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British Values and Prevent

During 2014 the Department for Education published guidance on promoting British values in schools to ensure young people leave school prepared for life in modern Britain.

All have a duty to ‘actively promote’ the fundamental British values of

  • democracy
  • the rule of law
  • individual liberty
  • mutual respect
  • tolerance of those with different faiths and beliefs

These values were first set out by the government in the ‘Prevent’ strategy in 2011 and the Prevent duty for schools and childcare providers (2015).

All schools must have a clear strategy for embedding these values and show how their work with pupils has been effective in doing so, which will be taken into account during Ofsted inspections.

Examples of the understanding and knowledge pupils are expected to learn include:

  • an understanding of how citizens can influence decision-making through the democratic process
  • an understanding that the freedom to hold other faiths and beliefs is protected in law
  • an acceptance that people having different faiths or beliefs to oneself (or having none) should be accepted and tolerated, and should not be the cause of prejudicial or discriminatory behaviour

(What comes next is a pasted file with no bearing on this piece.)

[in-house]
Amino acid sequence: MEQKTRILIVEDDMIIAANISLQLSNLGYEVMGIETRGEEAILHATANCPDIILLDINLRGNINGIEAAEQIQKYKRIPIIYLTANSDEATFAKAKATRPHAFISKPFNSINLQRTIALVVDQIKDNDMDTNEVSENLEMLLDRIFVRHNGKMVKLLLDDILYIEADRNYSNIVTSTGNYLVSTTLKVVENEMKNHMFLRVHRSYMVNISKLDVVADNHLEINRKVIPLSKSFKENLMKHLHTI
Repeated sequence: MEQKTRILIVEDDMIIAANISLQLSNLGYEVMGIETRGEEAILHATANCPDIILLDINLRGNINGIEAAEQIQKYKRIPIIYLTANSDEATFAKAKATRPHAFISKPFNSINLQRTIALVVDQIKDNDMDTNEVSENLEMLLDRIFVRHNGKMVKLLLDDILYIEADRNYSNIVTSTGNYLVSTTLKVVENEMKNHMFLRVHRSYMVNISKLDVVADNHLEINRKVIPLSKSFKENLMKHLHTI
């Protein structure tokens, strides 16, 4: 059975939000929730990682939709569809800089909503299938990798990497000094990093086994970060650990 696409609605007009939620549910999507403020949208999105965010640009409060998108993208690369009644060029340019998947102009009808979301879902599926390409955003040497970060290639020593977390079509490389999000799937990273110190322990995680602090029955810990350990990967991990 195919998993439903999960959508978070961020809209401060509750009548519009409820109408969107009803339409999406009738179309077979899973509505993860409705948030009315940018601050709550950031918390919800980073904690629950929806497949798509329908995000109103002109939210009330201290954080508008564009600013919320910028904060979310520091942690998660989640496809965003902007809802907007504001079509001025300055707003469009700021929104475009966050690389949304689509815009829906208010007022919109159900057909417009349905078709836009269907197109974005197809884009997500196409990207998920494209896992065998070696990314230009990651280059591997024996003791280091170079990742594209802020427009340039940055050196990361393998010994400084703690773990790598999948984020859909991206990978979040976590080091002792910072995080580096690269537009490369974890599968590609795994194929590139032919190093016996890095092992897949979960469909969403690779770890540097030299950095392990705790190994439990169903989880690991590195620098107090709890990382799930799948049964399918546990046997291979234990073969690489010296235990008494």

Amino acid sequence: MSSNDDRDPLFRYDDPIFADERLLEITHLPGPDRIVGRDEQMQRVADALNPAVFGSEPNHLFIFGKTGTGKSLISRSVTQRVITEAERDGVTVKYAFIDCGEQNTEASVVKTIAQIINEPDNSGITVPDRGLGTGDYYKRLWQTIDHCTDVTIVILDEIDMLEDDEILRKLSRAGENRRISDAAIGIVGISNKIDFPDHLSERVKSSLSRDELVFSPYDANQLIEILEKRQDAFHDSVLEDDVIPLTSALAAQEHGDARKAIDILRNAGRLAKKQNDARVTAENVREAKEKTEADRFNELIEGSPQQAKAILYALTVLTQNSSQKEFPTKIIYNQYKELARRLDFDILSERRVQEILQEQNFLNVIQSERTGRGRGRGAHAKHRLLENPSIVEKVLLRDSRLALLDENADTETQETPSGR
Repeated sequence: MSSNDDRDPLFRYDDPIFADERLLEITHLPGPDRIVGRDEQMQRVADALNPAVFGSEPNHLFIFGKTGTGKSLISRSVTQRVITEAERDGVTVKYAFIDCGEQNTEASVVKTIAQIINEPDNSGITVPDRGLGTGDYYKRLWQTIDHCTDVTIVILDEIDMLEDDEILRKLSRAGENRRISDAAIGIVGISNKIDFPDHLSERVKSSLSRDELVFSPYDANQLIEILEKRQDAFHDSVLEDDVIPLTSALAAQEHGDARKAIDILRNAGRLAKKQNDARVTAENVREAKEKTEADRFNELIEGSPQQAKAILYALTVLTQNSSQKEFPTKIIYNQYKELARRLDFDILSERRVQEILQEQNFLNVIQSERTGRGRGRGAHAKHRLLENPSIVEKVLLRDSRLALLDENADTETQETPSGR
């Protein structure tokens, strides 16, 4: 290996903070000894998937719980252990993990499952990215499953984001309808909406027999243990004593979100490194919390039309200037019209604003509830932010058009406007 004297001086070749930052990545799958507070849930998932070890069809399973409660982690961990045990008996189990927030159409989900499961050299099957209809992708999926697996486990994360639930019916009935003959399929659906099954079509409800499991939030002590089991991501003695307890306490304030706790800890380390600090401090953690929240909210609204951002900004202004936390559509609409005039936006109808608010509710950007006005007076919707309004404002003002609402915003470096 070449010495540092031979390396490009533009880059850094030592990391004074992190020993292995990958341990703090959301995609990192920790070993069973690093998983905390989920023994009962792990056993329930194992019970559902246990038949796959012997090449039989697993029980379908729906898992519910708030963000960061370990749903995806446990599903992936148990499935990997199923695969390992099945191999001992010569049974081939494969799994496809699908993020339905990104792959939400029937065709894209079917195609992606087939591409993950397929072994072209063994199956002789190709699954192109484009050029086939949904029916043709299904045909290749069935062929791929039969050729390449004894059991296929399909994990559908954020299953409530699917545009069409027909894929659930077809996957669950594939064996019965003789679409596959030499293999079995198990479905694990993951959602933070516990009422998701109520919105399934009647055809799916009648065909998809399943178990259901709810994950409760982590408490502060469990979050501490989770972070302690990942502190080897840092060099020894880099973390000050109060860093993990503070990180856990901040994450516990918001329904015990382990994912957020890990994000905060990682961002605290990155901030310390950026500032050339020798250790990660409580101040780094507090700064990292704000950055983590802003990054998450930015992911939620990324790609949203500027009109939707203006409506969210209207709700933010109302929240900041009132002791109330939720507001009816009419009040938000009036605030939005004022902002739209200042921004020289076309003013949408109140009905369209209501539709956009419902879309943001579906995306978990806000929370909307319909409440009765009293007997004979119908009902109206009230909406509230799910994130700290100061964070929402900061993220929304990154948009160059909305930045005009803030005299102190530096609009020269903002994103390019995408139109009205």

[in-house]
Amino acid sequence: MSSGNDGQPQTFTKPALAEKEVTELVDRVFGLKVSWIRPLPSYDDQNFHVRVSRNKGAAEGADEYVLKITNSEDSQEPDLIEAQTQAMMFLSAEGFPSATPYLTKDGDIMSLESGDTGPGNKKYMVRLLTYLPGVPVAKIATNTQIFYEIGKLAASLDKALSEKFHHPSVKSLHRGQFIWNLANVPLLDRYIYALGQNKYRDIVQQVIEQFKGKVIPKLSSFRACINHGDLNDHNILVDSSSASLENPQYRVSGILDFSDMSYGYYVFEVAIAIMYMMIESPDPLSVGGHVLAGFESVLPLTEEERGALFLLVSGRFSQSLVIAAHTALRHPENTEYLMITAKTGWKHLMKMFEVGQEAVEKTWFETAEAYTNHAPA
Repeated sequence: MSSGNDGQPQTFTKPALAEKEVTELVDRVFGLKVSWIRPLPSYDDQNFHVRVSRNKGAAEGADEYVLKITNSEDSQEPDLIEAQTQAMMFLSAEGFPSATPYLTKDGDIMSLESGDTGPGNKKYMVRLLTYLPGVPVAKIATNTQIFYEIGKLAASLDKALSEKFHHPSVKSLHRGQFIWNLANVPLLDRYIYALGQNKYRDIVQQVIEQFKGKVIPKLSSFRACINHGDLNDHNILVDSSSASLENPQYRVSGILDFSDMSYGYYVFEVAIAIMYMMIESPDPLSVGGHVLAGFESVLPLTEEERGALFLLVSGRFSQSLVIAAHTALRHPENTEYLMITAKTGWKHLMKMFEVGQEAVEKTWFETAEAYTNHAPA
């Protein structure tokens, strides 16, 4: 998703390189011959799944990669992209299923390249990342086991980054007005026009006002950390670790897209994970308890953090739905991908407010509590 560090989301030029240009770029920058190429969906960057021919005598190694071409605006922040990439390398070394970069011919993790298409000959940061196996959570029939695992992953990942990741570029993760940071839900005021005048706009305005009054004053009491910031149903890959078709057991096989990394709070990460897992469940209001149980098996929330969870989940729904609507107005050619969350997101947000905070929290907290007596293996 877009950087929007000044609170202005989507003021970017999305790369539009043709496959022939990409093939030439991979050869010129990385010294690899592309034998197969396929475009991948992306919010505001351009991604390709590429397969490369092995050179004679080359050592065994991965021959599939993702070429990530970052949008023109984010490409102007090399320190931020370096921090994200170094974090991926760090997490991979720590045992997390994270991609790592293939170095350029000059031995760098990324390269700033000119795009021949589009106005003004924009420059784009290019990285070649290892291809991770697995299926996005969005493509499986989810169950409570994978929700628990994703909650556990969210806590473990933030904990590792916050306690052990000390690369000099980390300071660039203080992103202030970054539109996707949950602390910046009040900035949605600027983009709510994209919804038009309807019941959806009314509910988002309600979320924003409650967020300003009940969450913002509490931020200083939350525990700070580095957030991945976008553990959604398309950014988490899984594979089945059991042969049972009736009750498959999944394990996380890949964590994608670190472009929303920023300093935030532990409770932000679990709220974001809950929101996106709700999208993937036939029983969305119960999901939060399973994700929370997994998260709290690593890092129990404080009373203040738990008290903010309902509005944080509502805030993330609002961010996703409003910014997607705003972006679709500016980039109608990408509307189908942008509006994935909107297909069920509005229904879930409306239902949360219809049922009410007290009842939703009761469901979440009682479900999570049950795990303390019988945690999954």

• an understanding of the importance of identifying and combatting discrimination

Examples of actions schools can take to promote British values are to:

  • include in suitable parts of the curriculum - as appropriate for the age of pupils - material on the strengths, advantages and disadvantages of democracy, and how democracy and the law works in Britain, in contrast to other forms of government in other countries

  • ensure all pupils within the school have a voice that is listened to, and demonstrate how democracy works by actively promoting democratic processes such as a school council whose members are voted for by the pupils

  • use opportunities such as general or local elections to hold mock elections to promote fundamental British values and provide pupils with the opportunity to learn how to argue and defend points of view

  • consider the role of extra-curricular activity, including any run directly by pupils, in promoting fundamental British values